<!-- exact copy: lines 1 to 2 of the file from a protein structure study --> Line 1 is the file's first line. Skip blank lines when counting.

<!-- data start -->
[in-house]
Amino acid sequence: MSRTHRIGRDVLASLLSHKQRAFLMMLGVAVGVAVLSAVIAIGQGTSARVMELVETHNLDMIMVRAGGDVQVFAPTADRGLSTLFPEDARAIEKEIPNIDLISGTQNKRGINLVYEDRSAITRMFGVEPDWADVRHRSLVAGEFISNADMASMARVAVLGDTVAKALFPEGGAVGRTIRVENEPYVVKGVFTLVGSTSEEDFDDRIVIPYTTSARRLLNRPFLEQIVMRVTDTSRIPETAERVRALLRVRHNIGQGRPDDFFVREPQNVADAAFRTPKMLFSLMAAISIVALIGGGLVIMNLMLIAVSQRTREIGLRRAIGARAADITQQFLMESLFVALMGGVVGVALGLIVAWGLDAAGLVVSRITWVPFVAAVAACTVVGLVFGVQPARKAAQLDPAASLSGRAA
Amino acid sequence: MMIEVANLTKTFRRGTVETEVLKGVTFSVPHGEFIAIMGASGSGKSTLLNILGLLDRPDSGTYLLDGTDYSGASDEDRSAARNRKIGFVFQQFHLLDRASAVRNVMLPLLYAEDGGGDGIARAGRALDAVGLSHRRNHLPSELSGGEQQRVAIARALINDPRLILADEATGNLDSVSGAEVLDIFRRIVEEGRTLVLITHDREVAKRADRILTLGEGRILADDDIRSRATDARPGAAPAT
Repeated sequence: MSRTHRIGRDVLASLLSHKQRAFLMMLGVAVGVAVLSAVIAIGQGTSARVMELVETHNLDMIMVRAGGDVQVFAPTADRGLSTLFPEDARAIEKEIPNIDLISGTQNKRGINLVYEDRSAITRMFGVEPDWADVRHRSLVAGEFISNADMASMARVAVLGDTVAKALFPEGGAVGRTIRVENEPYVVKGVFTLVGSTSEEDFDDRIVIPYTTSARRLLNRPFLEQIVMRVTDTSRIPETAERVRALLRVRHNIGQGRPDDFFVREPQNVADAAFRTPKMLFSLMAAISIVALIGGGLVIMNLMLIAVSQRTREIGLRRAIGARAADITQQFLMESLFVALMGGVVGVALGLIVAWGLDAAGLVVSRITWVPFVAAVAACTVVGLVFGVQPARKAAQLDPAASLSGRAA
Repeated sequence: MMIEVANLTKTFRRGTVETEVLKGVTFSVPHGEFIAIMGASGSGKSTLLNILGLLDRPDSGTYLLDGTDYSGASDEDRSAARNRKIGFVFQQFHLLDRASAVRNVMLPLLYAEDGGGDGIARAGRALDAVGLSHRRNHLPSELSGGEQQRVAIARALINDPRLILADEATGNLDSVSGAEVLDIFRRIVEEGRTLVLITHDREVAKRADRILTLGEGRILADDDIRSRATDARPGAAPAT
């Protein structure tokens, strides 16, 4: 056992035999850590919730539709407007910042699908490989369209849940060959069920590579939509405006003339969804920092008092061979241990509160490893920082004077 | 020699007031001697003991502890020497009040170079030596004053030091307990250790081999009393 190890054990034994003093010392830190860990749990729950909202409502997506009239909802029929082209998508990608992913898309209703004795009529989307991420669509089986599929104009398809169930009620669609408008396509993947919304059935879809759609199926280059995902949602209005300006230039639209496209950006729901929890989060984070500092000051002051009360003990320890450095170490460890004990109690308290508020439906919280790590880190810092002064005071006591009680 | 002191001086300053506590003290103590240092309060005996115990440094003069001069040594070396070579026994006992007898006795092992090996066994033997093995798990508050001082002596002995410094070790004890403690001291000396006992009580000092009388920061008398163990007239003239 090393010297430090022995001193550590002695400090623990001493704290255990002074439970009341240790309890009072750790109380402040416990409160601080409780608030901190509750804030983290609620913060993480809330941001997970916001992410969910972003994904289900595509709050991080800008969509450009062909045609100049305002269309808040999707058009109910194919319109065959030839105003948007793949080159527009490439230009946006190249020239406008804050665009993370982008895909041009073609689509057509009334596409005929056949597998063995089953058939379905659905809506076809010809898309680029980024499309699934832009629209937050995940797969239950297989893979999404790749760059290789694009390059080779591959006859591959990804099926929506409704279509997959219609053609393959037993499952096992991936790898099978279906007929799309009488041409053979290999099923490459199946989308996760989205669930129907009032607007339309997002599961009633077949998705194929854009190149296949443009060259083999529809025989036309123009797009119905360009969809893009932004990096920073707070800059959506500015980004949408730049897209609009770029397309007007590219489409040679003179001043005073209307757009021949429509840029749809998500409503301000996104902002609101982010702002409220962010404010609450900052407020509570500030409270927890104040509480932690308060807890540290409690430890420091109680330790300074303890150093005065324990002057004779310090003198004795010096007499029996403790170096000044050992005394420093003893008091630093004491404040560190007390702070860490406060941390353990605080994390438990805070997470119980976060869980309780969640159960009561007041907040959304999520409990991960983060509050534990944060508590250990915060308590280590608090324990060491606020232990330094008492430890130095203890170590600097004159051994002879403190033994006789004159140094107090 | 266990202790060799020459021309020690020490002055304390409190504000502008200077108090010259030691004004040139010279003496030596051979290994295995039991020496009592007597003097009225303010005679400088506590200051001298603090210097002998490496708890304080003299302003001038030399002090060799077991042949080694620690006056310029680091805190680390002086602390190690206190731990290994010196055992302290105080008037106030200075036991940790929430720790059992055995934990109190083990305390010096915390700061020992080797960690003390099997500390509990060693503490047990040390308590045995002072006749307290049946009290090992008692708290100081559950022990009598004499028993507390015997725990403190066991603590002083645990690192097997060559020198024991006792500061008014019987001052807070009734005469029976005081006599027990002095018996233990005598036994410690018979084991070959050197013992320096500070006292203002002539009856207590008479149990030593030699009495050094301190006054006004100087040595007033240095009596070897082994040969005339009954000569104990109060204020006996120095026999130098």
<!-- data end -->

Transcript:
[in-house]
Amino acid sequence: MSRTHRIGRDVLASLLSHKQRAFLMMLGVAVGVAVLSAVIAIGQGTSARVMELVETHNLDMIMVRAGGDVQVFAPTADRGLSTLFPEDARAIEKEIPNIDLISGTQNKRGINLVYEDRSAITRMFGVEPDWADVRHRSLVAGEFISNADMASMARVAVLGDTVAKALFPEGGAVGRTIRVENEPYVVKGVFTLVGSTSEEDFDDRIVIPYTTSARRLLNRPFLEQIVMRVTDTSRIPETAERVRALLRVRHNIGQGRPDDFFVREPQNVADAAFRTPKMLFSLMAAISIVALIGGGLVIMNLMLIAVSQRTREIGLRRAIGARAADITQQFLMESLFVALMGGVVGVALGLIVAWGLDAAGLVVSRITWVPFVAAVAACTVVGLVFGVQPARKAAQLDPAASLSGRAA